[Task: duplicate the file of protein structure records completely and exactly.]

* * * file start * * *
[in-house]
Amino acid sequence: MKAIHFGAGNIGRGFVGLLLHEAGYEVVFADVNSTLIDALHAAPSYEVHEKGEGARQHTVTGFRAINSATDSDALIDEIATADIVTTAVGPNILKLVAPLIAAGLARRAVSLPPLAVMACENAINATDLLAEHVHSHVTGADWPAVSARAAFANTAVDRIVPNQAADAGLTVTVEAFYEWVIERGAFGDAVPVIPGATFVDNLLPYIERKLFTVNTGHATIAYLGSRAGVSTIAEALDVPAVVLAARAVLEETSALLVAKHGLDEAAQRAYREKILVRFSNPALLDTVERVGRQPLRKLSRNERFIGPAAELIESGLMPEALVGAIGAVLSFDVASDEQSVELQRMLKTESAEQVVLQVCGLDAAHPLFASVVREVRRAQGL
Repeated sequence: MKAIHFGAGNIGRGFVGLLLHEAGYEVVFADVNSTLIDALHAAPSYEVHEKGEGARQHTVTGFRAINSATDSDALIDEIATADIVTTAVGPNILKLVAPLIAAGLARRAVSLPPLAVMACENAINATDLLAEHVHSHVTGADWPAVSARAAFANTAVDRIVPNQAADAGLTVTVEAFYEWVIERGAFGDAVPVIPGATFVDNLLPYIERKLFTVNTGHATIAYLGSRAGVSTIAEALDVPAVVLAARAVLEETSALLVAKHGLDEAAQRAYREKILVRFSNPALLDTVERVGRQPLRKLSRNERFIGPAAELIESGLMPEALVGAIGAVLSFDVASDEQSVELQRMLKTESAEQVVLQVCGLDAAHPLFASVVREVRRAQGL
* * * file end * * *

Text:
[in-house]
Amino acid sequence: MKAIHFGAGNIGRGFVGLLLHEAGYEVVFADVNSTLIDALHAAPSYEVHEKGEGARQHTVTGFRAINSATDSDALIDEIATADIVTTAVGPNILKLVAPLIAAGLARRAVSLPPLAVMACENAINATDLLAEHVHSHVTGADWPAVSARAAFANTAVDRIVPNQAADAGLTVTVEAFYEWVIERGAFGDAVPVIPGATFVDNLLPYIERKLFTVNTGHATIAYLGSRAGVSTIAEALDVPAVVLAARAVLEETSALLVAKHGLDEAAQRAYREKILVRFSNPALLDTVERVGRQPLRKLSRNERFIGPAAELIESGLMPEALVGAIGAVLSFDVASDEQSVELQRMLKTESAEQVVLQVCGLDAAHPLFASVVREVRRAQGL
Repeated sequence: MKAIHFGAGNIGRGFVGLLLHEAGYEVVFADVNSTLIDALHAAPSYEVHEKGEGARQHTVTGFRAINSATDSDALIDEIATADIVTTAVGPNILKLVAPLIAAGLARRAVSLPPLAVMACENAINATDLLAEHVHSHVTGADWPAVSARAAFANTAVDRIVPNQAADAGLTVTVEAFYEWVIERGAFGDAVPVIPGATFVDNLLPYIERKLFTVNTGHATIAYLGSRAGVSTIAEALDVPAVVLAARAVLEETSALLVAKHGLDEAAQRAYREKILVRFSNPALLDTVERVGRQPLRKLSRNERFIGPAAELIESGLMPEALVGAIGAVLSFDVASDEQSVELQRMLKTESAEQVVLQVCGLDAAHPLFASVVREVRRAQGL